• David “Rocky” Palmquist (L)
  • Kenneth Kendrick (G)

Railroad Commissioner

  • Ryan Sitton (R)
  • Steve Brown (D)
  • Mark A. Miller (L)
  • Martina Salinas (G)

District Courts – Brazos County

85th District Court Judge

  • Kyle Hawthorne (R)

NOTE: Judge J. D. Langley is stepping down.

272nd District Court Judge

  • Travis Bryan III – Next election ?

361st District Court Judge

  • Steve Smith (R)

Justice of the Peace – Brazos County (Precinct 4)

  • Louis Garcia Jr. (R)

District Attorney – Brazos County

  •  Jarvis Parsons (R) – Next election November 2016

Sheriff – Brazos County

  •  Christopher C. Kirk (R) – Next election November 2016

Amendments to the Texas Constitution

Proposition 1:

Allocate to Fund 6 (The State Highway Fund) one-half of the general revenue derived from oil and gas production taxes that currently is transferred to the Economic Stabilization Fund (Rainy Day Fund).

Also See



HighEdWeb 2014 Wrap Up

Portland-Old-Town-Sign It’s been 3 years since my last High Ed Web conference, and a lot has changed. This year I attended the 3 events – Welcome Reception: Punch Bowl Social, HighEdWeb AfterDark: Porto Terra, HighEdWeb Big Social Event: World Forestry Center – but I didn’t stay long at any of them. I had more face time with Texas A&M employees this year. I was also producing a vlog everyday in October. After the conference Barbie flew in to Portland, and we took a 3 night vacation around northwest Oregon.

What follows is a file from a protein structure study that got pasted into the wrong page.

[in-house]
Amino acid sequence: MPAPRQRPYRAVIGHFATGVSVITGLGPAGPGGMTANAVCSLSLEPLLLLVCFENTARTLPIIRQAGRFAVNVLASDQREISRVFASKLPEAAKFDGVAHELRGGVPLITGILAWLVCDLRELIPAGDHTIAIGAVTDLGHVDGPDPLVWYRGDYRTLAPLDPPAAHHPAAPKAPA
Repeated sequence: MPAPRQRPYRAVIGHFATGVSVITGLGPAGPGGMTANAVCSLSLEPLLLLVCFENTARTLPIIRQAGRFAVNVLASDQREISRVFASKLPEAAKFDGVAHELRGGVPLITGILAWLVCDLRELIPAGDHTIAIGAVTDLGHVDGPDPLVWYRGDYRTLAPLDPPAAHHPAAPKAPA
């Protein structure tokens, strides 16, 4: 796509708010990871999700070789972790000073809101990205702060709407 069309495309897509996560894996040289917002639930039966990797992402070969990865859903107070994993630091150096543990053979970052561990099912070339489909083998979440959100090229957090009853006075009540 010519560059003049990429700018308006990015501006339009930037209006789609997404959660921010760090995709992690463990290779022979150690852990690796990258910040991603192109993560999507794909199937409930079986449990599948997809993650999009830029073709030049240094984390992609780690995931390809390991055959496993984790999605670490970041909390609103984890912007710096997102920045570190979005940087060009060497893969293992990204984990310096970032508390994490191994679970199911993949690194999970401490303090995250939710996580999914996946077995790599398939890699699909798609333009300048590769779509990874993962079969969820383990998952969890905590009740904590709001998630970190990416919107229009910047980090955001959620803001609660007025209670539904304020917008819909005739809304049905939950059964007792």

The conference website: http://2014.highedweb.org/

The LINK blog site of the conference: http://link.highedweb.org/category/2014-conference/

I think the most comprehensive wrap up blog came from Karine Joly at collegewebeditor.com: Missed the #heweb14 conference? Check this selection of slides, posts & resources.

One big change was the track names. The new ones are:

  • AIM Applications, Integration and Mobile
  • DPA Development, Programming and Architecture
  • MCS Marketing, Content and Social Strategy
  • MPD Management and Professional Development
  • TIE Technology in Education
  • UAD Usability, Accessibility and Design

Here are the sessions I attended – note the heavy use of AIM track:

  • There Are No Break Points in Your Web Strategy: Going Responsive Without Screwing Everything Up #UAD1
  • Moving to Git-based Version Control with Small Teams #DPA2
  • Node.js + Higher Ed = Awesome! #AIM3
  • Connecting Reusable Disconnected Content: Our CampusData Project #AIM4
  • Automate all the things with Yo, Grunt and Bower #AIM5
  • Beyond the Buildings: A New Generation of Campus Maps #DPA6
  • Agile in higher ed? Yes you Kanban! #MPD7
  • Extreme APIs for a Better Tomorrow #AIM8
  • Putting students first: The uOttawa.ca redesign #UAD9
  • Taking the Web Offline #AIM10
  • Just another bughunt? Tools to improve your site without nuking it from orbit #DPA11
  • Building a room reservation system with a $0 budget #AIM12

Takeaways from #UAD1

Put call-to-action buttons (or emergency alerts) at the top, and keep them in the same place for all devices.

Beware the burger. Don’t just use the icon, add the word “menu.”

Remember that a cell phone is also a phone: click to call service is good to have
also, take advantage of features = enhancement

Dig into analytics and see what mobile is doing differently. That may drive their altered experience.

Subnavigation and breadcrumbs: alot of mobile sites drop them – no one clicked on them for psu.edu.

Takeaways from #DPA2

How Git works (master branch):

  • Working directory on desktop
  • Add these files to staging area
  • Then commit files to local repository
  • Then push files to remote repository

Three phases of going Git:

  • plan
  • execute
  • use


  • step 1: identify remote repository – external or self hosted
  • step 2: select a workflow – centralized, integration manager, feature workflow, others
  • step 3: identify users and roles
  • step 4: identify what files you want to commit – necessary to run website – ignore all others (.gitignore file)


  • step 1: steup hosting
  • step 2: create user account and setup machines
  • step 3: create repositories